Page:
Tips on Studying With Depression

Tips on Studying With Depression
Some common symptoms of depression include: lack of motivation, difficulty concentrating and fatigue. So, it’s barely surprising that studying whilst simultaneously struggling with depression can seem an impossible task. Nonetheless, just because you suffer from depression doesn’t mean you get excluded from responsibility and that means you are still expected to sit your exams in January, get your essay in by the deadline and keep up with your work – whether that be at school, sixth form or university.
I’m experiencing this problem at the minute. Next week is exam week at my university and I’m struggling to find the motivation and focus to sit down and actually read through my notes. At times like these I prefer to bury my head in the sand and ignore all knowledge that I am actually going to be sitting these exams in no less than one weeks time, instead finding numerous other irrelevant and pointless tasks to invest my time into. I think this is what they call ‘procrastination’ (something I am somewhat an expert in).
Just now I sat down to start revising, switched on my laptop, my revision notes are laid out right in front of my face, and yet somehow I’ve ended up writing this blog post…
So, how do you muster up the motivation to get something productive done when your brain is doing it’s bloomin’ upmost to prevent it? I will attempt to share with you some tips which sometimes help me when I’m feeling this way (and then I will proceed to not take my own advice).

1) Begin

Often, the hardest part is starting. I know I have the habit of putting things off until it creates a much bigger problem than it needed to be. So, get over that first hurdle and encourage yourself to just start. You might find that things flow on from there without too much bother.

2) Break your work up into manageable amounts

There’s no point overloading yourself with work or telling yourself that you are going to get all of it done in one single sitting, you will basically be setting yourself up to fail. Because, the fact of the matter is: nobody can maintain focus on their work for hours on end without needing a break. Instead, try and set yourself manageable amounts of work to complete at a time. Tell yourself you will spend 20 minutes revising and then take a break, or you will get one paragraph of your essay done and then have a rest. It may feel like it isn’t worth it but trust me, it will probably be far more useful than forcing yourself to study until you burn out.

3) Take breaks

I sort of mentioned this in the previous point, but remember to give yourself regular breaks when you are working. This will give you a chance to refresh and make it easier to focus again when you return to whatever it is you were doing. Make yourself a cup of tea, have a snack. Do whatever it is that you need to do to keep you going, which leads me on to my next point…

4) Look after you

Basic human needs don’t become any less important just because you have an essay in for tomorrow or an exam to sit next week. Remember to stay hydrated, eat enough and get enough sleep even when you are in the midst of revision. How can you expect yourself to be able to concentrate if you aren’t even looking after your basic health?

5) Remove distractions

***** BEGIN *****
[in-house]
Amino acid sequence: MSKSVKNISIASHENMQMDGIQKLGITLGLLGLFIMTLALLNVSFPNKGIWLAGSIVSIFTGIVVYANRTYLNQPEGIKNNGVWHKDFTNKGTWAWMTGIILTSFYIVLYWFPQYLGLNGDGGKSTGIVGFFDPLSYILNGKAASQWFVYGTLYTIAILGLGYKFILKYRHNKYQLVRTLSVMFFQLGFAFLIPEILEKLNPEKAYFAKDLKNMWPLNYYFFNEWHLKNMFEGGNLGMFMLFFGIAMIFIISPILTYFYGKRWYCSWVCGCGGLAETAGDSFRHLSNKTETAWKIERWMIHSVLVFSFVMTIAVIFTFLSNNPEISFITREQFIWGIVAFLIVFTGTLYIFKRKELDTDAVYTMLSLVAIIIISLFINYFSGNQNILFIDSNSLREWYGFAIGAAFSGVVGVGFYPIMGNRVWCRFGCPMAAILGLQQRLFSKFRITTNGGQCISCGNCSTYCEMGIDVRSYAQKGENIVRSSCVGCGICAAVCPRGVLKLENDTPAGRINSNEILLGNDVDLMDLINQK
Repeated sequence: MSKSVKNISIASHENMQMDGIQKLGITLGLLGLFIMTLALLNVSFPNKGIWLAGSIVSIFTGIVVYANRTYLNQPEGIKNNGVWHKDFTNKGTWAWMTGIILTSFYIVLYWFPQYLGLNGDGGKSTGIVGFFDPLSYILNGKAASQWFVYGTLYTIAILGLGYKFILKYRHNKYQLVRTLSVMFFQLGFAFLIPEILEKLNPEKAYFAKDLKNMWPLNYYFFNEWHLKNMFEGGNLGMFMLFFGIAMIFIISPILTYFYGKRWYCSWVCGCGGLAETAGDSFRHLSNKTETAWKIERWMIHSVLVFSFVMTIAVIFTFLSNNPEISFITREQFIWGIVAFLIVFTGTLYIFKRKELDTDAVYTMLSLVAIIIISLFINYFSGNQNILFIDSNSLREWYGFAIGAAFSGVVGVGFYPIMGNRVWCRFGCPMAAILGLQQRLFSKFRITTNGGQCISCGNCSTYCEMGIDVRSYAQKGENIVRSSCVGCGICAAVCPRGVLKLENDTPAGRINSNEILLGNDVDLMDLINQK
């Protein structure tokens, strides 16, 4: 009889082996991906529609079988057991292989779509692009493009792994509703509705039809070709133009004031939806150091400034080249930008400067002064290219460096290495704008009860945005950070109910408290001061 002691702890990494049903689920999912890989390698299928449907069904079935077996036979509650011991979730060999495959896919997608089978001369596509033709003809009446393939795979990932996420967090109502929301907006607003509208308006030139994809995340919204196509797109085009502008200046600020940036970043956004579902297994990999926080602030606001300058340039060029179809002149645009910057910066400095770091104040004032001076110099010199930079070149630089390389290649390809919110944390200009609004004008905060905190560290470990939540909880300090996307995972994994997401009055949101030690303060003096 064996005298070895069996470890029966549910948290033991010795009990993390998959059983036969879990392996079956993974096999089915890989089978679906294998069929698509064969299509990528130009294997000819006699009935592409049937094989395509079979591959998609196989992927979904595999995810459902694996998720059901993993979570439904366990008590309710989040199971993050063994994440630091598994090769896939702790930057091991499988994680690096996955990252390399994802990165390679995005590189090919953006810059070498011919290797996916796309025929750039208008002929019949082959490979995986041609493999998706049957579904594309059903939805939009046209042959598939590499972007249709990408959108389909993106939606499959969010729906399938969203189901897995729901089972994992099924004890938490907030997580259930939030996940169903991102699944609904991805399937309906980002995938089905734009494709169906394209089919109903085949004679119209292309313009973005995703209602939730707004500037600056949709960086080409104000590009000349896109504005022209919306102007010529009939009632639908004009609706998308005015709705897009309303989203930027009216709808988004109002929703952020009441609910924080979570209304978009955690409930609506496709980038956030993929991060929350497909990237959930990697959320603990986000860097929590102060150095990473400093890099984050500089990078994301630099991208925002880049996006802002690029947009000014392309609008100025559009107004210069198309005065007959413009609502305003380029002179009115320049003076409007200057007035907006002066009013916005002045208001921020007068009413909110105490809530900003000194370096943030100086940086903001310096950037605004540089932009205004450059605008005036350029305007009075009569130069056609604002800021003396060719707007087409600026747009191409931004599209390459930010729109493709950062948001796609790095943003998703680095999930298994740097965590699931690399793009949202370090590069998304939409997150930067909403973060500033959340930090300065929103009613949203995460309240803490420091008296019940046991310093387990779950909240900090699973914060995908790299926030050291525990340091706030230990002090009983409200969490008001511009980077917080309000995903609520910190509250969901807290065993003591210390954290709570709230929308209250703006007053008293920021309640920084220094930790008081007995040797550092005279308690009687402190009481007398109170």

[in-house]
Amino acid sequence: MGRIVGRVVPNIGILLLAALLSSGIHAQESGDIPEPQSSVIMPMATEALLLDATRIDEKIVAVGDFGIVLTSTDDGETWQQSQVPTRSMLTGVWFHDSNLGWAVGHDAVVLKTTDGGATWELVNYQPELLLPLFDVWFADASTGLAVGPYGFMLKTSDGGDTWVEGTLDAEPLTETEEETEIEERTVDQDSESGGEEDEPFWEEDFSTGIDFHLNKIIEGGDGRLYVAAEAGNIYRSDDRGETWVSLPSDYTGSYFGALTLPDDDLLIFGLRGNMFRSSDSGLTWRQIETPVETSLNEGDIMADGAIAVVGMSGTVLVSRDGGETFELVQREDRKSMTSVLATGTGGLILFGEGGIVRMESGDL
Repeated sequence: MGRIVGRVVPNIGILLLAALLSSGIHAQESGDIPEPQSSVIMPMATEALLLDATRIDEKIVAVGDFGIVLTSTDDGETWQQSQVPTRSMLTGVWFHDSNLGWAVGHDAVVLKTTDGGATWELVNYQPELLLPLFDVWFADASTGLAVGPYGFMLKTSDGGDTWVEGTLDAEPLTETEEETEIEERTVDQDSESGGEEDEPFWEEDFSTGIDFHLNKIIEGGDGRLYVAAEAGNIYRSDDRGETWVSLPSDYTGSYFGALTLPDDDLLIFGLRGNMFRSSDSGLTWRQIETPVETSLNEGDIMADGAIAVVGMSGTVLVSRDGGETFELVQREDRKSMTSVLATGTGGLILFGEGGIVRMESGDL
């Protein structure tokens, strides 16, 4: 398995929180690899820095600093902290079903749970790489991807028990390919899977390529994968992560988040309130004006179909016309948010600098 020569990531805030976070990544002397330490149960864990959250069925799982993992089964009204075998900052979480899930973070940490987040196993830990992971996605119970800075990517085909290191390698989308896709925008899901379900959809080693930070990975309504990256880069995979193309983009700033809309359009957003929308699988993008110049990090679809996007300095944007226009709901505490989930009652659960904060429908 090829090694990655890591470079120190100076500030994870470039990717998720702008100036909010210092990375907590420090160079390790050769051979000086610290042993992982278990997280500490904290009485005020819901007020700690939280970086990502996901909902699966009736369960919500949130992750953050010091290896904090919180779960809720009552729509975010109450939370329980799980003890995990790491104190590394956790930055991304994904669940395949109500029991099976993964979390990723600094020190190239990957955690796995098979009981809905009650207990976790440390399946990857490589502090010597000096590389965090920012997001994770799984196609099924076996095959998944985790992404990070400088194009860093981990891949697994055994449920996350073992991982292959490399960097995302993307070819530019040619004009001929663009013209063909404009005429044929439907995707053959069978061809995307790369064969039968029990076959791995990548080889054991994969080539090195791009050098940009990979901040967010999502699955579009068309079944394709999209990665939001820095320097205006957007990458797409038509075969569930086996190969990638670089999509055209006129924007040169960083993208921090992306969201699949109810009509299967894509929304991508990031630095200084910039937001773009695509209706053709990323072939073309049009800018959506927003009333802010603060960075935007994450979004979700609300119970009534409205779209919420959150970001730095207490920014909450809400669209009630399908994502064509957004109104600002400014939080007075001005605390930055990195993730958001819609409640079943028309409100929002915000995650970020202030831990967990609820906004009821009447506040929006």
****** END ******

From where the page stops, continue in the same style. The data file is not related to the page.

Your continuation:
I will always find an excuse to not sit down and revise:

I need to organise my stationary first, how can I work if I can’t find my pencils?!

I need to clean the sink before I can revise, else I obviously won’t be able to focus on anything but the sink!

Now is as good a time as ever to reorganise my wardrobe by colour and clothing item! 🙂

It’s impossible to remove all distractions but if there are certain things that you know will draw your attention away from your work, remove it from sight. Turn off your phone and put it in a draw. Whatever it is, try and make it so that the only thing you can focus on is the work that is in front of you.

6) Give yourself some credit

Your depression is not your fault. Feeling unmotivated and therefore struggling with your work is not your fault and it doesn’t make you lazy. I know how it feels and if you’re anything like me, you still have high expectations of yourself and desperately want to succeed, yet do not have the energy to revise as much as you’d like. Rather than focusing on how little work you’re doing, focus on what you have achieved. Even managing to do a bit of work whilst battling with your own mind day in, day out is a huge achievement, and don’t forget that.

I hope at least some of these tips were helpful. I am now going to try them out myself and hopefully get some revision done! Good luck if like me, you have exams coming up or if you’ve got essays to do. Depression can make everything seem a great deal harder, but there are things you can do to make things even a tiny bit easier for yourself.

Thanks for reading!

– Lisa x


  1. January 8, 2018 / 11:03 pm

    I really like your tip about breaking things up in 20-30 min breaks. This would be extremely helpful in reducing the amount of stress that is often self-inflicted due to all or nothing thinking. I’ll have to be sure to start chunking everything out in more manageable pieces.

    • lisa.woodley
      January 9, 2018 / 8:35 am

      I’m so glad that you found it helpful! Yes, I can definitely empathise with the ‘all or nothing’ type thinking – I often struggle with that myself. I’m slowly learning that I can actually be a lot more productive if I take things step by step, rather than exhausting myself by trying to do too much at once.

  2. Anonymous
    January 5, 2017 / 9:51 pm

    good plan stan!

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